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Year : 2023  |  Volume : 12  |  Issue : 1  |  Page : 55

Heart rate variability among healthy untrained adults during mild intensity stationary cycling exercise

1 Department of Physiology, AIIMS Bhopal, Bhopal, Madhya Pradesh, India
2 Department of AYUSH, AIIMS Bhopal, Bhopal, Madhya Pradesh, India
3 Research Director, Brain Tap Technology, India

Correspondence Address:
Dr. Avinash E Thakare
Department of Physiology, AIIMS Bhopal, Saket Nagar Bhopal, Bhopal - 462 024, Madhya Pradesh
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Source of Support: None, Conflict of Interest: None

DOI: 10.4103/abr.abr_66_22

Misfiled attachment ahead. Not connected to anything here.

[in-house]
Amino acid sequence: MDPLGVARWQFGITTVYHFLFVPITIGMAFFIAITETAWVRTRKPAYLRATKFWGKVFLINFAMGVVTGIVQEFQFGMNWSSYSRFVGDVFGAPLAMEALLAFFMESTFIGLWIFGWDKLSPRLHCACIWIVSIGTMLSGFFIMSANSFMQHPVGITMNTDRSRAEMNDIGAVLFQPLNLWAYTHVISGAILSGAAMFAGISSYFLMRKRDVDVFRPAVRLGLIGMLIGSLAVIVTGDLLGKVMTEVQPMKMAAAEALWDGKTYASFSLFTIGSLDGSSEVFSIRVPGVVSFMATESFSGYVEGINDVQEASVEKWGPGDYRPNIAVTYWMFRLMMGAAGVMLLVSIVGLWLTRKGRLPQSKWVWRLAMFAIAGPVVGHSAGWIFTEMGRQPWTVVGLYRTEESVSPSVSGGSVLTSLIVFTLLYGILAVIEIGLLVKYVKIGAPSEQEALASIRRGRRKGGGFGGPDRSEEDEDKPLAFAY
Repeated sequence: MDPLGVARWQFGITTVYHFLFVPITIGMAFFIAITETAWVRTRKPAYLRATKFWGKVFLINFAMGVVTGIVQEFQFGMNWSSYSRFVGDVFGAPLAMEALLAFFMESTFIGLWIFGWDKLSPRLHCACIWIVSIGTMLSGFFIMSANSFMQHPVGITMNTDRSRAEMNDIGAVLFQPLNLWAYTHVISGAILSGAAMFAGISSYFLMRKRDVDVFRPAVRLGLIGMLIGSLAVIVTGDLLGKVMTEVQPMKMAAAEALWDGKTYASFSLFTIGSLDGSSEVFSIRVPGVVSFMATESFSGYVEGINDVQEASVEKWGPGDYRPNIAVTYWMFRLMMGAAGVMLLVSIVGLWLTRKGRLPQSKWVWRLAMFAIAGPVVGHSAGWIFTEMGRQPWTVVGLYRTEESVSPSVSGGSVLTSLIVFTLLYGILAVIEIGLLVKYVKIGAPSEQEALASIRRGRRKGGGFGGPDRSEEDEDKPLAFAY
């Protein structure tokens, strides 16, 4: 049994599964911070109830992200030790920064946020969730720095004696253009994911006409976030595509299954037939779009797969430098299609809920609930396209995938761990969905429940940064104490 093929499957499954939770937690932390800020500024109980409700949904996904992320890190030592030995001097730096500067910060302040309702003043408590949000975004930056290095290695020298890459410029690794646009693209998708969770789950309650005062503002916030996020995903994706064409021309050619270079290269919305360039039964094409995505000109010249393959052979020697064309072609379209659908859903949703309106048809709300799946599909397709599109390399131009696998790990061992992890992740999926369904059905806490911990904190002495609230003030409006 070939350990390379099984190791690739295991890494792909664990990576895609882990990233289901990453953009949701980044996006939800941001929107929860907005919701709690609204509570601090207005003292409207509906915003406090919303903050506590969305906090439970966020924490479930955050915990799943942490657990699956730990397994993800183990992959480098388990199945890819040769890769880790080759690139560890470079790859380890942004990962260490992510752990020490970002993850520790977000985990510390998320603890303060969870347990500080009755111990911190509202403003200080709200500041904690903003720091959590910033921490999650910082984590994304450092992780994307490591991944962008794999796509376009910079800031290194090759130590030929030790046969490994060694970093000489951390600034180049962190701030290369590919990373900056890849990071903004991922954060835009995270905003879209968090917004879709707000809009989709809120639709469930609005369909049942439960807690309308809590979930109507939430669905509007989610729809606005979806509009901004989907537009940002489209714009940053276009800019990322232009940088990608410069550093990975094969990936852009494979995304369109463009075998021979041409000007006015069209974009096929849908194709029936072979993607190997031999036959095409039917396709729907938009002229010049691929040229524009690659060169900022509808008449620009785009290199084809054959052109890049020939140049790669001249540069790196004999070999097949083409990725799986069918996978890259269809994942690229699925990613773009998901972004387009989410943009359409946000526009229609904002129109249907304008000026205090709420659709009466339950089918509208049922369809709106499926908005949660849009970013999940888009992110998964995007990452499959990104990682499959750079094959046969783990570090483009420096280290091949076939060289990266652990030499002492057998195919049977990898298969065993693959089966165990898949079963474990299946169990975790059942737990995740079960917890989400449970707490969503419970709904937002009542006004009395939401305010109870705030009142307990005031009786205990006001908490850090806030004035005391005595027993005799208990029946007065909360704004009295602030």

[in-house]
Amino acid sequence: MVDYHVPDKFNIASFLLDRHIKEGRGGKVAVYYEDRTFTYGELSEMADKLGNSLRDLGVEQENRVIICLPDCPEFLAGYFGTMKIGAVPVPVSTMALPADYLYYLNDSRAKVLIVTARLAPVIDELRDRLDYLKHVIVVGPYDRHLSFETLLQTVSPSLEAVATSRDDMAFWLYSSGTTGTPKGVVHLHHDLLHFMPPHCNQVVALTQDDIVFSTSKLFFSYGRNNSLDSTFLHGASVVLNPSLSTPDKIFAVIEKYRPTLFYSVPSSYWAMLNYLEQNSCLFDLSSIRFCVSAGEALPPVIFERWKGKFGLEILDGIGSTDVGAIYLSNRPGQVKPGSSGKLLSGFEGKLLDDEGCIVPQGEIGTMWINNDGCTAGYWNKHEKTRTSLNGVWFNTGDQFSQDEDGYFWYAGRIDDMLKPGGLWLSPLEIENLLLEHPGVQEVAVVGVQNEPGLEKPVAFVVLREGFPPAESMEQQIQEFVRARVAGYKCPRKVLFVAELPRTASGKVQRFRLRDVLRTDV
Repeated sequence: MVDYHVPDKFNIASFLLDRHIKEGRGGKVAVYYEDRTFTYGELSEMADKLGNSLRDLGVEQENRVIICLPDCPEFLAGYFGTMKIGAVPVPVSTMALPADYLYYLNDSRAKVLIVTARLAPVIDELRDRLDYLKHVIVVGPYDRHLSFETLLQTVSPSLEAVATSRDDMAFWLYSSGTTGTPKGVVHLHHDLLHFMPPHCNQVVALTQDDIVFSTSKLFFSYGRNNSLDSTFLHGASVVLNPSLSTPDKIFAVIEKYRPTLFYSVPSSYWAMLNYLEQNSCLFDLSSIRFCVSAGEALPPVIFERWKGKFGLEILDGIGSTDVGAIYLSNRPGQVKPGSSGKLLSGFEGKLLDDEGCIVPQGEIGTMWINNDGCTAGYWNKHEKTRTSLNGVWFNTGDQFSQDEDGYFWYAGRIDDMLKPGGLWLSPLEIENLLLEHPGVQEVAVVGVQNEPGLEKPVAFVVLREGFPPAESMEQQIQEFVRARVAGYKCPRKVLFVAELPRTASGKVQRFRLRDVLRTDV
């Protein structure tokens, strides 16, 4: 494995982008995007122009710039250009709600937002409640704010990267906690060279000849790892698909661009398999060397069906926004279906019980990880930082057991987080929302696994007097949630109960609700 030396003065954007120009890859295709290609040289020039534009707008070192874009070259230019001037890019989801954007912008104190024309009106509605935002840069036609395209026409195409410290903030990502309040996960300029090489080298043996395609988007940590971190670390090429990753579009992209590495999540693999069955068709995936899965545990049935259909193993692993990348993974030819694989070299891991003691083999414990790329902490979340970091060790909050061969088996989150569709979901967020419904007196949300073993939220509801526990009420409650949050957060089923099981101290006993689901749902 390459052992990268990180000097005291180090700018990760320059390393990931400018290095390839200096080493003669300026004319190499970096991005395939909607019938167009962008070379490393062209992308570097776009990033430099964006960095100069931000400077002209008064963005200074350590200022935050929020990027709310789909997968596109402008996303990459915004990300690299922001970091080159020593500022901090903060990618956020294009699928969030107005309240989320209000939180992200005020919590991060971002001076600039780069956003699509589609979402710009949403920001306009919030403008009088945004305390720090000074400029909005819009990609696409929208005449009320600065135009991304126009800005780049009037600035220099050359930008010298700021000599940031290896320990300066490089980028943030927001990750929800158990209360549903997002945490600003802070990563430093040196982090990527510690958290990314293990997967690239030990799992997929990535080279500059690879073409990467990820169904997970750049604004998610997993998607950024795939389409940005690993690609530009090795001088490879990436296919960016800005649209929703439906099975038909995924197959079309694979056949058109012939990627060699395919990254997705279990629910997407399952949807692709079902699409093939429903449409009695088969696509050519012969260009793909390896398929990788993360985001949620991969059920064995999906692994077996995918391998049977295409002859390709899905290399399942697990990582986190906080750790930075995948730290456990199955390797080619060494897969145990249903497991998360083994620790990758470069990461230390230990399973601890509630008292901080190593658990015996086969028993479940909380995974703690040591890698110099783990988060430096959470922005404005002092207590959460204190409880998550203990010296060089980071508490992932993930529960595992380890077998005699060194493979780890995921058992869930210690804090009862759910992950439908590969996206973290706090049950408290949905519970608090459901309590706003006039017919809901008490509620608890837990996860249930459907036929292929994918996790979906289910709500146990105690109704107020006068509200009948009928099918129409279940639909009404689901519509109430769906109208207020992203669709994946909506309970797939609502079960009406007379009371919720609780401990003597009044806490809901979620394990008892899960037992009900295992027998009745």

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Background: Stationary cycling is the popular, preferred, and convenient form of exercise. During exercise, autonomic modulation is seen which can be assessed by heart rate variability (HRV). The aim of the study was to evaluate the changes in HRV during mild-intensity cycling exercise. Materials and Methods: An observational cross-sectional study was done on 20 healthy male volunteers with the age (35.44 ± 4.12), height (71.12 ± 11.98), and weight (161.23 ± 11.65), BMI (27.12 ± 3.49) attending various YOGA sessions in AYUSH OPD. Volunteers underwent an exercise program at the mild intensity of 30% to 50% of maximal heart rate on a stationary cycle for 20 min. HRV was recorded by the HRV mobile unit Dynamika Machine at rest, every 5 min (4×) over 20 min and during the recovery period. Repeated measures of analysis of variance with post-hoc analysis with Bonferroni and Holm's multiple comparisons. Results: Significant change was observed in mean heart rate and time domain parameters. Frequency domain parameters that showed significant change were total power, High Frequency- HF (ms2), Very Low Frequency -VLF (ms2), Low Frequency -LF (ms2), and Very Low Frequency %-VLF (%). Conclusions: The HRV parameters conclusively point towards cardiac parasympathetic withdrawal and sympathetic dominance at the initiation of exercise. With the progression of exercise, the sympathetic influence is retained. In the recovery period parasympathetic reactivation gains control over heart rate as well as HRV. The HRV response to exercise challenges may be helpful in designing exercise programs based on variations in the autonomic response.

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